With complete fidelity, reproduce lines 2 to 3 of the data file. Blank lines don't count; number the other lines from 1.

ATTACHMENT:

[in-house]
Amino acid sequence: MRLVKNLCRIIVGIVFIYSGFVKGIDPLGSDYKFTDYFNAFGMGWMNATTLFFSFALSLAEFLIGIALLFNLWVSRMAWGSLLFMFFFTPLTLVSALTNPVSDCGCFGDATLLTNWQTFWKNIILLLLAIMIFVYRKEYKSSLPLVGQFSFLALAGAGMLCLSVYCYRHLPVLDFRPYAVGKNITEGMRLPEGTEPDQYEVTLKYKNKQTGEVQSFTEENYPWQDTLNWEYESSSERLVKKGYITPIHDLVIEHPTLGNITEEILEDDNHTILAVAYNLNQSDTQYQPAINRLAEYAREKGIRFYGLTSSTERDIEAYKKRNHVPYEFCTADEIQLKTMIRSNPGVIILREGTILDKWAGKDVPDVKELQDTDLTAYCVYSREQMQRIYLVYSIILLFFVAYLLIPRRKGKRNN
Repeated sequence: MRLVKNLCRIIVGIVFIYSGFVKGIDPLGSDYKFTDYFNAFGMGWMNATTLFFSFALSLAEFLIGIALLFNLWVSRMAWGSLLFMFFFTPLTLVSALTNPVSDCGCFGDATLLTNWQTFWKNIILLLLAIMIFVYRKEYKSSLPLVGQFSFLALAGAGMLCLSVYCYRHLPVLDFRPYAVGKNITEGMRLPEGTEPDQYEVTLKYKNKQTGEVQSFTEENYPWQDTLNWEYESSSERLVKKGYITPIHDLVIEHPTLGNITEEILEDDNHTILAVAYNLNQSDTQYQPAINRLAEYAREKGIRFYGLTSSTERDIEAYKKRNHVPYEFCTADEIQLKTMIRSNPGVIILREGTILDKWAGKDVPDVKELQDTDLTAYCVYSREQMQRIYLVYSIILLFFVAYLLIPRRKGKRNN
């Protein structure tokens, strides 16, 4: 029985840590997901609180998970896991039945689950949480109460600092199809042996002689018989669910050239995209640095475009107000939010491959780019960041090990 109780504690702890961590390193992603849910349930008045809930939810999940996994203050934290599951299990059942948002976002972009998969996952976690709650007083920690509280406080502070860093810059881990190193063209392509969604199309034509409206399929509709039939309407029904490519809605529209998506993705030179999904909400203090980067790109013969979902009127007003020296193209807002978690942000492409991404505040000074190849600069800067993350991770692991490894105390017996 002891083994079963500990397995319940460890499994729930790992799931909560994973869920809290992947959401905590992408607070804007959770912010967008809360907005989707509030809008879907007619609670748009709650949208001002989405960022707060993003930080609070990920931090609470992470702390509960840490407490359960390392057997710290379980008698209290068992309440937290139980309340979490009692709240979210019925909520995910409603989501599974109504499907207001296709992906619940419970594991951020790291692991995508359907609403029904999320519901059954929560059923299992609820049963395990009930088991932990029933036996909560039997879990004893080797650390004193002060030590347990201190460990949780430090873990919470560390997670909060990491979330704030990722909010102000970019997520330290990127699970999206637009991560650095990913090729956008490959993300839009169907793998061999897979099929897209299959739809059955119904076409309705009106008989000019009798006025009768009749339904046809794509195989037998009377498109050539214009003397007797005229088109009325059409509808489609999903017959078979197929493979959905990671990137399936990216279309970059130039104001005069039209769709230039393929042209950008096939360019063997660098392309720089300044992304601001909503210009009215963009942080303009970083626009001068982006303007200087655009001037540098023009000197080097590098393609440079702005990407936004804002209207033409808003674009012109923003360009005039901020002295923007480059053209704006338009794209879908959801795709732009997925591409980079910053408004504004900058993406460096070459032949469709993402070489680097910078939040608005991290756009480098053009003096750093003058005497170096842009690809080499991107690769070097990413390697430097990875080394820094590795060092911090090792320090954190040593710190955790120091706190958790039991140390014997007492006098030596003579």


Amino acid sequence: MRLVKNLCRIIVGIVFIYSGFVKGIDPLGSDYKFTDYFNAFGMGWMNATTLFFSFALSLAEFLIGIALLFNLWVSRMAWGSLLFMFFFTPLTLVSALTNPVSDCGCFGDATLLTNWQTFWKNIILLLLAIMIFVYRKEYKSSLPLVGQFSFLALAGAGMLCLSVYCYRHLPVLDFRPYAVGKNITEGMRLPEGTEPDQYEVTLKYKNKQTGEVQSFTEENYPWQDTLNWEYESSSERLVKKGYITPIHDLVIEHPTLGNITEEILEDDNHTILAVAYNLNQSDTQYQPAINRLAEYAREKGIRFYGLTSSTERDIEAYKKRNHVPYEFCTADEIQLKTMIRSNPGVIILREGTILDKWAGKDVPDVKELQDTDLTAYCVYSREQMQRIYLVYSIILLFFVAYLLIPRRKGKRNN
Repeated sequence: MRLVKNLCRIIVGIVFIYSGFVKGIDPLGSDYKFTDYFNAFGMGWMNATTLFFSFALSLAEFLIGIALLFNLWVSRMAWGSLLFMFFFTPLTLVSALTNPVSDCGCFGDATLLTNWQTFWKNIILLLLAIMIFVYRKEYKSSLPLVGQFSFLALAGAGMLCLSVYCYRHLPVLDFRPYAVGKNITEGMRLPEGTEPDQYEVTLKYKNKQTGEVQSFTEENYPWQDTLNWEYESSSERLVKKGYITPIHDLVIEHPTLGNITEEILEDDNHTILAVAYNLNQSDTQYQPAINRLAEYAREKGIRFYGLTSSTERDIEAYKKRNHVPYEFCTADEIQLKTMIRSNPGVIILREGTILDKWAGKDVPDVKELQDTDLTAYCVYSREQMQRIYLVYSIILLFFVAYLLIPRRKGKRNN